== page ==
Taxes: Expect higher taxes, including income and sales taxes. Large urban areas often add their own, on top of state taxes.

Traffic congestion: Traffic adds to the cost of commuting and transportation.

Risks: Risk management is a key aspect of business planning, whether for terroristic violence or natural disasters.

The bottom line is that the city is an anachronism, a holdover from previous centuries in which it served as a defensible refuge and a center of commerce. Its role as a defensible refuge ended a hundred years ago, and Internet technology has ended the city’s utility as a center of commerce. A large city of the 21st century is simply a place to pay more and get less, and businesses can quickly realize substantial bottom line returns through relocation and elimination of the muda.

Henry Ford told us in My Life and Work (Doubleday, 1922) how to solve these problems 90 years ago (emphasis is added):

“Industry will decentralize. There is no city that would be rebuilt as it is, were it destroyed—which fact is in itself a confession of our real estimate of our cities. The city had a place to fill, a work to do. Doubtless the country places would not have approximated their livableness had it not been for the cities. By crowding together, men have learned some secrets. They would never have learned them alone in the country. Sanitation, lighting, social organization—all these are products of men’s experience in the city. But also every social ailment from which we to-day suffer originated and centres in the big cities.... A great city is really a helpless mass. Everything it uses is carried to it. Stop transport and the city stops. It lives off the shelves of stores. The shelves produce nothing. The city cannot feed, clothe, warm, or house itself. City conditions of work and living are so artificial that instincts sometimes rebel against their unnaturalness.

“And finally, the overhead expense of living or doing business in the great cities is becoming so large as to be unbearable. It places so great a tax upon life that there is no surplus over to live on. The politicians have found it easy to borrow money and they have borrowed to the limit. Within the last decade the expense of running every city in the country has tremendously increased. A good part of that expense is for interest upon money borrowed; the money has gone either into nonproductive brick, stone, and mortar, or into necessities of city life, such as water supplies and sewage systems at far above a reasonable cost. The cost of maintaining these works, the cost of keeping in order great masses of people and traffic is greater than the advantages derived from community life. The modern city has been prodigal, it is to-day bankrupt, and to-morrow it will cease to be.”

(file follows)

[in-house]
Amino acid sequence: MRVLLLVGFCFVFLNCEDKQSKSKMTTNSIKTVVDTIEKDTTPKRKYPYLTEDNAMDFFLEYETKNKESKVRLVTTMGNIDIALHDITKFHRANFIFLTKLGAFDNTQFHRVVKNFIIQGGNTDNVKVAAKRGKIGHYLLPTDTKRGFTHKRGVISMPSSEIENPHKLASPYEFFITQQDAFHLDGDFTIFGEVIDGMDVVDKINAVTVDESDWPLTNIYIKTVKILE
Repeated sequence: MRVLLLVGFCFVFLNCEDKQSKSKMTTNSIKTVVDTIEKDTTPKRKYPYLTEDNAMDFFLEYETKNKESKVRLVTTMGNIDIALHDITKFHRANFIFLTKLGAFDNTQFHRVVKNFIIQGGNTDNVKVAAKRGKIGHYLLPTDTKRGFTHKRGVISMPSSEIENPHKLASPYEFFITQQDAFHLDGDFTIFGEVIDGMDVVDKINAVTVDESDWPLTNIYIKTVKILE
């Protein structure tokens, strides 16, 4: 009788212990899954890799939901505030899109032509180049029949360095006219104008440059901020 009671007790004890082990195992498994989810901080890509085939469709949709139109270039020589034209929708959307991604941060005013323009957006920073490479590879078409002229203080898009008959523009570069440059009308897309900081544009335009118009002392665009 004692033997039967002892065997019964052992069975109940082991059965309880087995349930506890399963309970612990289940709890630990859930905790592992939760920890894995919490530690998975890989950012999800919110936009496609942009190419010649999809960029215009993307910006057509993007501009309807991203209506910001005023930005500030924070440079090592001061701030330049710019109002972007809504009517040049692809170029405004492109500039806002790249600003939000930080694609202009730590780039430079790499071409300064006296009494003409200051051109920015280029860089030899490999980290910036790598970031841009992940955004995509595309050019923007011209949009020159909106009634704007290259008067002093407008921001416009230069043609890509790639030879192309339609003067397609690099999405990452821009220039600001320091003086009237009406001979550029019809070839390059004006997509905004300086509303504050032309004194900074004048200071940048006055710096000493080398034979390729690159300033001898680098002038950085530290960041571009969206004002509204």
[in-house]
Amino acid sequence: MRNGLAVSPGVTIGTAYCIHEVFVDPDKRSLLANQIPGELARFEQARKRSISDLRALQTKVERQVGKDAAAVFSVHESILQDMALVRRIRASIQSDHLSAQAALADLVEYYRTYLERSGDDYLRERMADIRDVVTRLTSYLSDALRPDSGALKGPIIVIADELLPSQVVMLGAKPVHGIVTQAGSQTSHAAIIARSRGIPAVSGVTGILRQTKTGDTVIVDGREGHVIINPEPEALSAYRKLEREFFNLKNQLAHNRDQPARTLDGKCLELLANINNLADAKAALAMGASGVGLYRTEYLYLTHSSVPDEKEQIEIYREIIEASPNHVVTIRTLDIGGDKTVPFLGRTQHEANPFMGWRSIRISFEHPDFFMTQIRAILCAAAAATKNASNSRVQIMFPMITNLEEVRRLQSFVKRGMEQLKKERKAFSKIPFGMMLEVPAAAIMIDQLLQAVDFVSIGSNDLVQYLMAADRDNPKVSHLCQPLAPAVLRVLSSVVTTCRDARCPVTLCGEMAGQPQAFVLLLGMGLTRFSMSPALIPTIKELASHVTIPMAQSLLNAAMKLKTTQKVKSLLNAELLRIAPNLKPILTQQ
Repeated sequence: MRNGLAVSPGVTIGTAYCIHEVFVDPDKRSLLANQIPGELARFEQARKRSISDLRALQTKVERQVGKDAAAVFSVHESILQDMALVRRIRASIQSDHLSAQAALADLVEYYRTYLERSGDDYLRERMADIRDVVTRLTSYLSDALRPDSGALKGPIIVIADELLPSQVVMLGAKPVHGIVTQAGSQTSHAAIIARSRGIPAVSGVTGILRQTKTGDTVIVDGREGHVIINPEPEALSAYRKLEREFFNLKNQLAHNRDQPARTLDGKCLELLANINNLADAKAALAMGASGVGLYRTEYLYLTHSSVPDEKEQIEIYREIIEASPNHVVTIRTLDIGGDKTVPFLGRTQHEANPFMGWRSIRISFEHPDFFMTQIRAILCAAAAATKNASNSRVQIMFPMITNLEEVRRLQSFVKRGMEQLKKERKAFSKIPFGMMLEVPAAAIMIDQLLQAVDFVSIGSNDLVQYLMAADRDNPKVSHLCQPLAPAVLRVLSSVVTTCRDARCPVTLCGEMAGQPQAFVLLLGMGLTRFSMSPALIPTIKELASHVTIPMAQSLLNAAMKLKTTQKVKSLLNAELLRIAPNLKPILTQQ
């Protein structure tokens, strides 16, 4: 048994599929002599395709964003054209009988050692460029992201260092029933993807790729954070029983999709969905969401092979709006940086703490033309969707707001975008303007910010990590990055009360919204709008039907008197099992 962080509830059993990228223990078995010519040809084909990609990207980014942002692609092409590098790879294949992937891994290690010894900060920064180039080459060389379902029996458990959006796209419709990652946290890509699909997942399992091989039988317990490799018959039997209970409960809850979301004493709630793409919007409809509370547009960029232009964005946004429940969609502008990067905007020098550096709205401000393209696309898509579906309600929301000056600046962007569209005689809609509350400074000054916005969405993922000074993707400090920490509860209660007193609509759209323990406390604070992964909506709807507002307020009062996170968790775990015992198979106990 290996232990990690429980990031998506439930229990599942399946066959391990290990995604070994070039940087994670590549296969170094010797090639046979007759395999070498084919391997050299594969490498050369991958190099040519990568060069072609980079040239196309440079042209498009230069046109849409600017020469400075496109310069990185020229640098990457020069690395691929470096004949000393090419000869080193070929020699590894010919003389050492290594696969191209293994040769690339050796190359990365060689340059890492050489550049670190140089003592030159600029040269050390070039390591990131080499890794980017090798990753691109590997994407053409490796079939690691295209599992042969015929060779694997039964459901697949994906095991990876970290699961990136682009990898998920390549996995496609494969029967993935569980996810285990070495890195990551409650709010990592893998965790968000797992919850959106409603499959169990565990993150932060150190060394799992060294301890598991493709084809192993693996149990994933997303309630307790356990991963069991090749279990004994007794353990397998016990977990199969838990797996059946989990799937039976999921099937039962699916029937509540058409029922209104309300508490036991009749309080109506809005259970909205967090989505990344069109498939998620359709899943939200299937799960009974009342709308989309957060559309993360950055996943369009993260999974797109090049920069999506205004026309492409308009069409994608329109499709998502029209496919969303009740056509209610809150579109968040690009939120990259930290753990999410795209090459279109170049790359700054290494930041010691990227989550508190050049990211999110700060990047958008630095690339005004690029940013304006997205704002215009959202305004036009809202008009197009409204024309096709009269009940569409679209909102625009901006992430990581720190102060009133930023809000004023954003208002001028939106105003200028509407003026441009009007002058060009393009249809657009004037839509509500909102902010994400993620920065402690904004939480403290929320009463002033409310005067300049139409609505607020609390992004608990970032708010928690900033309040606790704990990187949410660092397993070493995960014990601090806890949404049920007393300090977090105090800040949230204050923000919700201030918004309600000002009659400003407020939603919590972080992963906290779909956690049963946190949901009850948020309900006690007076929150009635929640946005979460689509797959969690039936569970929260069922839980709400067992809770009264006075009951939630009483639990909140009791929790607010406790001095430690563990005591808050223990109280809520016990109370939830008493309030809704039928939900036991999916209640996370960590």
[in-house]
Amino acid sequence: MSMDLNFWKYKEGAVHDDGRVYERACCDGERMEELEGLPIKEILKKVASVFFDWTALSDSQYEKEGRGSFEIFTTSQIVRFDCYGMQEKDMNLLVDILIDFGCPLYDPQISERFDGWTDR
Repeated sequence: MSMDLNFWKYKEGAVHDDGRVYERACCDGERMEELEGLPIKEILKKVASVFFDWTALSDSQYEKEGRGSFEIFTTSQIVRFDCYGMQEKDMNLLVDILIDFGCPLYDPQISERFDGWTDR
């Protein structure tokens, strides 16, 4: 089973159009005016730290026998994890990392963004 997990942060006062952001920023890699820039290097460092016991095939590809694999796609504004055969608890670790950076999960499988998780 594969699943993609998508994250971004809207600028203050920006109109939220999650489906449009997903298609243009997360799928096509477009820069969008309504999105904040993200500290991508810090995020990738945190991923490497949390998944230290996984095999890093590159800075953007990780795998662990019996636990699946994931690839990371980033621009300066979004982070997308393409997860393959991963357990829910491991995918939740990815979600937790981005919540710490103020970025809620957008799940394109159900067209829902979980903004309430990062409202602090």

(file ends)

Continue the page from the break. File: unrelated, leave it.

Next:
If you want more on Ford’s thoughts about this topic read Ford Ideals (Dearborn Publishing, 1922). It includes a chapter called “The City: A Pestiferous Growth.”


About The Author

William A. Levinson’s picture

William A. Levinson

William A. Levinson, P.E., FASQ, CQE, CMQOE is the principal of Levinson Productivity Systems P.C. and the author of the book The Expanded and Annotated My Life and Work: Henry Ford's Universal Code for World-Class Success.


Costs vs Benefits

Mr. Levinson-  Too many of your articles focus on cost control (muda).  I take as evidence this article, as well as your article on how all schools should be replaced with remote learning.

There is more in life than cost control.  Not all costs are bad.  Societies and businesses incur costs if the marginal benefit are greater than the marginal costs, as is taught in basic economics, and indeed, life.

Cities and their supporting infrastructures grew and developed because the marginal benefits of centralized tranportation, communications, manufacturing, education, cultural development, religous worship and even government services exceeds the marginal costs of maintaining and supporting these infrastructures.  This marginal benefit still exists even in the wake of natural disasters, which have been occuring for thousands of years. Cities endure.